This question already has an answer here:
I'm confused about what references are always required.
My confusion is that in this answer on Meta, Borror0 wrote,
Obviously, not all claims have to be backed up. If the question can be answered with high school level science, no references are needed. The asker can always browse Wikipedia if is still skeptical.
I tried to question/clarify that via comments, but with no answer.
The thing is that it seems to me that my answer below contains nothing but high school level science (and therefore no references are needed).
I said that I'm willing to find references if someone wants to express any kind of actual specific scepticism. In this answer I make 5 claims, all of which IMO are based on high school science. Did you expect 5 sets of references as 'proof' of each claim, even though so far as I know no-one has or would dispute any of these claims?
I would sometimes, for claims which seem to me entirely uncontroversial, prefer to wait for someone to ask for a reference:
- It's not worth providing a reference whenever no-one is interested and/or if everyone already agrees
- More importantly, until I know the nature of the disagreement I don't know exactly what I'd be trying to prove: what argument I'd be trying to provide a counter-argument for.
I don't know how to satisfy someone who says [citation required] for the whole post, without saying which sentence[s] of the answer needs a citation, and/or what the object and nature of their scepticism is.
Here follows the deleted answer in question. The moderator's comment was,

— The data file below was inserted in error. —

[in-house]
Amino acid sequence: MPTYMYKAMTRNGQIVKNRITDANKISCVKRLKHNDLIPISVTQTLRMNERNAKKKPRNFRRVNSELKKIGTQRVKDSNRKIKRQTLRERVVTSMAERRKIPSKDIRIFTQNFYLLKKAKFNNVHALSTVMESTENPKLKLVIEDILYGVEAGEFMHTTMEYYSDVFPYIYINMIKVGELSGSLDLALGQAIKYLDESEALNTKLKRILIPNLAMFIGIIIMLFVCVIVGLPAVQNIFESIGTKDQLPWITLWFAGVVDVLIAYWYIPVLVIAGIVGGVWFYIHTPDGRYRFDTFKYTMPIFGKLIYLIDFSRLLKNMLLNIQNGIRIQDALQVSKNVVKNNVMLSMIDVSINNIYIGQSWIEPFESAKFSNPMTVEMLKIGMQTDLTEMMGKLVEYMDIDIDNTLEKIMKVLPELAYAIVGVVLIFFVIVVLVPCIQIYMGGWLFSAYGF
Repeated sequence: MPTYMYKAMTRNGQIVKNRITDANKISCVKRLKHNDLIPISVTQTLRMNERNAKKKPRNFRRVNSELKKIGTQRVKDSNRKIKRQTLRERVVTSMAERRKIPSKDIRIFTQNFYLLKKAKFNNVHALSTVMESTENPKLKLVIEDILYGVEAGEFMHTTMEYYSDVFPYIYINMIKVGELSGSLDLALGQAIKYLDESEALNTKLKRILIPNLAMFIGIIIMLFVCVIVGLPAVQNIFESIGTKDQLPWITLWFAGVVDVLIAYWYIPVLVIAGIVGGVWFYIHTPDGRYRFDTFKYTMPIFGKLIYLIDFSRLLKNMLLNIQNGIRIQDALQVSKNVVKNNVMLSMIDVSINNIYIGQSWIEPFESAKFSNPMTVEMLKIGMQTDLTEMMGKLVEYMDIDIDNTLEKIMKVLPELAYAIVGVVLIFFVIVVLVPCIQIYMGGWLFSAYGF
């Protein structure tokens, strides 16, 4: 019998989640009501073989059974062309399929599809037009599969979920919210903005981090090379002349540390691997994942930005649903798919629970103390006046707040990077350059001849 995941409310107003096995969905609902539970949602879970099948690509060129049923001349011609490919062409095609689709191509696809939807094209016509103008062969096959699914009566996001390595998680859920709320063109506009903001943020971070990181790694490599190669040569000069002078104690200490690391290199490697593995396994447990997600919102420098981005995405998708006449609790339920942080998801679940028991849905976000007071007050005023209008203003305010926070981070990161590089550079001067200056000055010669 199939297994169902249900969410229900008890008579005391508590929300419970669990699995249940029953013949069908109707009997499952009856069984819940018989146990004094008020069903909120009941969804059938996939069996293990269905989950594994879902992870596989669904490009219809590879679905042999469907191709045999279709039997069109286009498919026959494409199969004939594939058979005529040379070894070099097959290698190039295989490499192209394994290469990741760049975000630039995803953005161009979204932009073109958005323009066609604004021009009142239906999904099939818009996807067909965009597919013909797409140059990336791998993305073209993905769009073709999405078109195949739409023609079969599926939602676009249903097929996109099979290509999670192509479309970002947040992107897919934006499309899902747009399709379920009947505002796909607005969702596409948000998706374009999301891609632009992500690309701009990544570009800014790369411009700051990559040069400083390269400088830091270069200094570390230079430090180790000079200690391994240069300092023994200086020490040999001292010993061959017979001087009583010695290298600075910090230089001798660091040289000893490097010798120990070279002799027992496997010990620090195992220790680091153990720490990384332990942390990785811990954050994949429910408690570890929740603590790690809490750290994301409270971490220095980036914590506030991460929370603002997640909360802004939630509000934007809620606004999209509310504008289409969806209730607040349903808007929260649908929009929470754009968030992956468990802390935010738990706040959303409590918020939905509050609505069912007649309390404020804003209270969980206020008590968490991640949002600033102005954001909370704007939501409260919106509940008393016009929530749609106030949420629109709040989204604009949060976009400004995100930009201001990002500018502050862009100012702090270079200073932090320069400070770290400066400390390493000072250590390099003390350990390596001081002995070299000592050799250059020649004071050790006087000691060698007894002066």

You should know by now that, with skeptics, it's . meta.skeptics.stackexchange.com/q/5 This is, at best a comment. I'm deleting this, because you should know better.
I have heard this argument time and again.
I heard it from my dietitian. I complained I was sleepy after lunch: she told me to eat smaller meals, more often ... starting with breakfast.
Having a more constant supply of fuel to your body is helpful when you want energy to work all day.
Human race started off as hunters.
Really. They might have started off as prey. And the reference which you cited about homo habilis said "scavenger".
Doesn't this mean that humans are genetically tuned to eat heavy meals once in one or two days?
No. Do you think we're genetically tuned to sit around on the cold, wet grass in the dark? Just because we had to put up with it doesn't mean it was good for us or that we're suited to it.
The presence of canines in human teeth indicates meat eating capability
Canine teeth are also present in horses, antelopes, etc.